- If a student is still struggling and needs more support, consider reteaching the steps necessary for writing the letter, stroke by stroke. Incorporate multi-sensory tools to teach the brain how to form the letter. Tactile cards or sandpaper letters are an excellent tool to use. The input from these resources allows the brain to learn how the letter feels before handwriting the letter. Use large-motor movements with the entire arm and hand or the leg and foot to write the body with large-motor skills. Have the child practice writing the letter large on a whiteboard, or you might write the letter on their hand using your finger. Be sure to repeatedly say the steps and basic strokes aloud as the student is practicing writing the letter. If the student has strong fine-motor skills, you can also have the student close his or her eyes and form the letter, without looking at it, on paper that does not have lines. Then have your student practice making the letter on lined paper.
- Note: The strokes for each letter, and suggested steps to follow for teaching them, are provided in the Rhythm of Handwriting Student Book, the Rhythm of Handwriting Quick Reference, or the Foundations A and B Teacher's Manuals.
Once the student is writing the letter comfortably, continue to provide practice and support in various large-motor and multi-sensory ways, reminding the student of the strokes as often as is needed. Remember that mastery will take time.
3. For students who forget a previously mastered letter
Students can forget a letter they had been writing successfully in the past if they go a significant amount of time without using it or have been focusing on other new skills. This is especially common with uppercase letters, since they are used less often than lowercase.
Simply remind the student of the strokes or quickly reteach the letter, depending on how much of a reminder the student needs. Follow the same steps listed for students who are still learning the letters.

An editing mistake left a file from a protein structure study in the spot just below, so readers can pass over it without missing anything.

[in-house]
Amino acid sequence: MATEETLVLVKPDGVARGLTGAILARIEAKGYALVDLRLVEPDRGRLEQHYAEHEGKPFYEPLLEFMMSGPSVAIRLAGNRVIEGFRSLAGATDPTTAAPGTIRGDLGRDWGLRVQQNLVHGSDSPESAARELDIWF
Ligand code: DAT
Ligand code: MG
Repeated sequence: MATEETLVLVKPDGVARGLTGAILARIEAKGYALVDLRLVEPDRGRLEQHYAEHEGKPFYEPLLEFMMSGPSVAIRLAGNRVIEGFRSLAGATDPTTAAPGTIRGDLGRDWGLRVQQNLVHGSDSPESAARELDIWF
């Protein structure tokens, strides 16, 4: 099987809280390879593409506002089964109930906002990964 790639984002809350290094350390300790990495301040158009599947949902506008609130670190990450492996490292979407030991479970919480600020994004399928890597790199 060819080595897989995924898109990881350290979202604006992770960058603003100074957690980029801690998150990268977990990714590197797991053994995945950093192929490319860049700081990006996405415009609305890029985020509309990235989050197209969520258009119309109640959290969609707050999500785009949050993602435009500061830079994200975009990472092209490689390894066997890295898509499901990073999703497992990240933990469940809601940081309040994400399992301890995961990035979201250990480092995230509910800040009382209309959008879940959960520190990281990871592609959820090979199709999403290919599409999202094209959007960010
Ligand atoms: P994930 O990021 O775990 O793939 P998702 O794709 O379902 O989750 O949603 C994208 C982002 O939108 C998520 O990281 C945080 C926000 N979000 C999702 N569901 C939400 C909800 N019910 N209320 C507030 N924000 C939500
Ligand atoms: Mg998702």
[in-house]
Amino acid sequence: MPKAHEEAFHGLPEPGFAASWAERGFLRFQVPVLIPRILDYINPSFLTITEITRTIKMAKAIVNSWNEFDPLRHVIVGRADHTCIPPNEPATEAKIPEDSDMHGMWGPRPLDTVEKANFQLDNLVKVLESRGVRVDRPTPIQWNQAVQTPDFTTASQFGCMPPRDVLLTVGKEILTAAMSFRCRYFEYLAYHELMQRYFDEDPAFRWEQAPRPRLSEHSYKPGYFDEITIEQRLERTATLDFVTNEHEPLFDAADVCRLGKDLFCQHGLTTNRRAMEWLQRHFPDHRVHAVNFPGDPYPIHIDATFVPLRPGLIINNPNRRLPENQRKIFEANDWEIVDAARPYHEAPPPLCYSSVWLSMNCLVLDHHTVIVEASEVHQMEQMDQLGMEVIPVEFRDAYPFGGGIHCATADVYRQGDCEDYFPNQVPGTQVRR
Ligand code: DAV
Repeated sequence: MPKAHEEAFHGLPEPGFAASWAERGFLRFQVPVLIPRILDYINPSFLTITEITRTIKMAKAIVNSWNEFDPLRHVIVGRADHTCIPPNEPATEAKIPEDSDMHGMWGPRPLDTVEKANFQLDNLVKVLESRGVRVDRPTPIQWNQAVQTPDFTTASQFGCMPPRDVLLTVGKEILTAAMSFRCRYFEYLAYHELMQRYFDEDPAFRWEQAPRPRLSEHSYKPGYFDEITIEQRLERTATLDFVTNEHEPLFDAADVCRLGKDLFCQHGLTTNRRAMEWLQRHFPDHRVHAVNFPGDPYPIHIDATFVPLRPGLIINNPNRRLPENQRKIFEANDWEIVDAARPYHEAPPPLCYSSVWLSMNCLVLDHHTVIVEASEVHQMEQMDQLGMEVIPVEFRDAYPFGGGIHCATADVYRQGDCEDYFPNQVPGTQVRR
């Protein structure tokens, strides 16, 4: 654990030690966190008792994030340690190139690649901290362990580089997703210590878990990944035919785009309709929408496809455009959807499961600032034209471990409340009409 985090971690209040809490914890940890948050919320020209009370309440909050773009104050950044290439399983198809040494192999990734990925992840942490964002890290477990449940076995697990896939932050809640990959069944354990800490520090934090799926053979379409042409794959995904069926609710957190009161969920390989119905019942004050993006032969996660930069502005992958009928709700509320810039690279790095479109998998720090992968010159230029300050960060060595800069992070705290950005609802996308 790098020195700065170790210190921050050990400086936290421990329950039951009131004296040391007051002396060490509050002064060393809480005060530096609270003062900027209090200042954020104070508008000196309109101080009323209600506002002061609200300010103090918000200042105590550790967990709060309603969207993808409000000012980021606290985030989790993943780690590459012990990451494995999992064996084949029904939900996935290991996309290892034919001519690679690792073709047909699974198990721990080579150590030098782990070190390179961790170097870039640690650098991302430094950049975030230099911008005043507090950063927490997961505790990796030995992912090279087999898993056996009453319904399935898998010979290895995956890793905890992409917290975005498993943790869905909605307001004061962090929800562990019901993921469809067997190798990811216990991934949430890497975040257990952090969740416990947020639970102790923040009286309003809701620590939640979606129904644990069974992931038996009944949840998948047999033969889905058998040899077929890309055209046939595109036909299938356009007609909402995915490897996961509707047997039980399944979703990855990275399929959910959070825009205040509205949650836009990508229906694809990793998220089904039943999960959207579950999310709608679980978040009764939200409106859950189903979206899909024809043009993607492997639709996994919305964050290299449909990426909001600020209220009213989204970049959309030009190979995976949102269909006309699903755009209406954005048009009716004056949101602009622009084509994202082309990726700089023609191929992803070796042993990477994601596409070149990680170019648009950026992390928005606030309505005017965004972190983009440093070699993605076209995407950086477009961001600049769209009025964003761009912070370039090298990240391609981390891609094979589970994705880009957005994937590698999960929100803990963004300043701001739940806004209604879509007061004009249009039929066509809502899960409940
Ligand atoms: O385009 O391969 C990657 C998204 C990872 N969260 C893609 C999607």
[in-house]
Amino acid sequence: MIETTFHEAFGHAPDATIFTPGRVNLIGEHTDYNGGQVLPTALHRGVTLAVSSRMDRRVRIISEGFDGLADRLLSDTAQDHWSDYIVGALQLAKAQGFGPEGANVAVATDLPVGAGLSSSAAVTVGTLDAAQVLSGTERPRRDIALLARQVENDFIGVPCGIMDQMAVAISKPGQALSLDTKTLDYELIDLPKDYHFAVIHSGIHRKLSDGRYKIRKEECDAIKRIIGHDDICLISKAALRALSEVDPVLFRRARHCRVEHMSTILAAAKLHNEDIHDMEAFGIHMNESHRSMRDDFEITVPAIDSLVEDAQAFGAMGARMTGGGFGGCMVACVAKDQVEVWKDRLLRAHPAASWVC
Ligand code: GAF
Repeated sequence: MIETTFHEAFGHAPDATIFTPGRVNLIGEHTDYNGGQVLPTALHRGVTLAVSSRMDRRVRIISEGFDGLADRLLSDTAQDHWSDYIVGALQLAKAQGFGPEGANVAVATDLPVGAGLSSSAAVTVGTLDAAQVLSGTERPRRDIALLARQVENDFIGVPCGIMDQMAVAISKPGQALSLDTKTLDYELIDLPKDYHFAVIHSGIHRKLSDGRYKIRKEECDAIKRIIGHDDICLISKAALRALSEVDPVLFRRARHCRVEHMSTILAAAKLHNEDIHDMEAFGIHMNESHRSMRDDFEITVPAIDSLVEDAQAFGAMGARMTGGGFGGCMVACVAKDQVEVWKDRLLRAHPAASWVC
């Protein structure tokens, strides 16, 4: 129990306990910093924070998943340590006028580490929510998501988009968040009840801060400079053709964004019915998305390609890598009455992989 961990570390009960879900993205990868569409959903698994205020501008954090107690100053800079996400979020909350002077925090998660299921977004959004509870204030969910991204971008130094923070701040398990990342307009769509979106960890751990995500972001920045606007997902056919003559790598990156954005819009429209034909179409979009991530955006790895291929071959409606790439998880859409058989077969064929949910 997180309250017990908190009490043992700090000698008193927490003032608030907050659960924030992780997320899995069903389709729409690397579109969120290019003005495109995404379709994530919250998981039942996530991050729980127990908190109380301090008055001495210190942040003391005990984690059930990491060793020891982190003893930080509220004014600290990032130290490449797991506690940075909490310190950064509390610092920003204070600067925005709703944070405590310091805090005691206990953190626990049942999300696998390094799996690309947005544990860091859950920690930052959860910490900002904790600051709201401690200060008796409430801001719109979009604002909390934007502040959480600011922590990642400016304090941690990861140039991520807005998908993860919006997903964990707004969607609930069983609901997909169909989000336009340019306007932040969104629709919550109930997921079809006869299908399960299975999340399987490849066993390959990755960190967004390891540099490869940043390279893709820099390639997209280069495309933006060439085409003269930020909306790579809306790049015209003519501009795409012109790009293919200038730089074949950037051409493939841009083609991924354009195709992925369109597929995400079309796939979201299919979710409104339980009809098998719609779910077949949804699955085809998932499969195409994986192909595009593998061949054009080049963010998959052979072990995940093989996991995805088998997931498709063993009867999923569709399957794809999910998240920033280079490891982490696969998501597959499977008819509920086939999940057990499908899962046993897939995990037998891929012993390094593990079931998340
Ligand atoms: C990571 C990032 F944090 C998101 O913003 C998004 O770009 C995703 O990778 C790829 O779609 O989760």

Once students have developed strong muscle memory for how to form all of the letters, consider providing a cursive or manuscript desk strip for students to keep on their desks or in their workbooks as a reference to remind them of how to form an occasional forgotten letter. One way that students will show that they have not yet mastered handwriting skills is by relying heavily on the desk strip or another visual model. The desk strip is an excellent tool for students to use once handwriting has been taught; however, if you find that students are relying on it extensively for support, this is an indicator that it might be helpful to reteach the letters that they are struggling with.
4. Reasonable handwriting expectations for young students
Many young students have not yet developed the fine-motor skills necessary for handwriting, and even with large-motor practice handwriting will often come very slowly with young children. Be patient! Teach them how to write letters using multi-sensory tools or large-motor movements, since learning how to form the letters strengthens letter recognition and paves the way for future handwriting mastery. However, be cautious not to expect more from them than what they are developmentally ready to do. Remember, handwriting lessons in Foundations are more about helping the child learn how to read than they are about producing perfect penmanship right away. Handwriting mastery is not important at this stage.
For more information, be sure to check out our page on How to Teach Handwriting!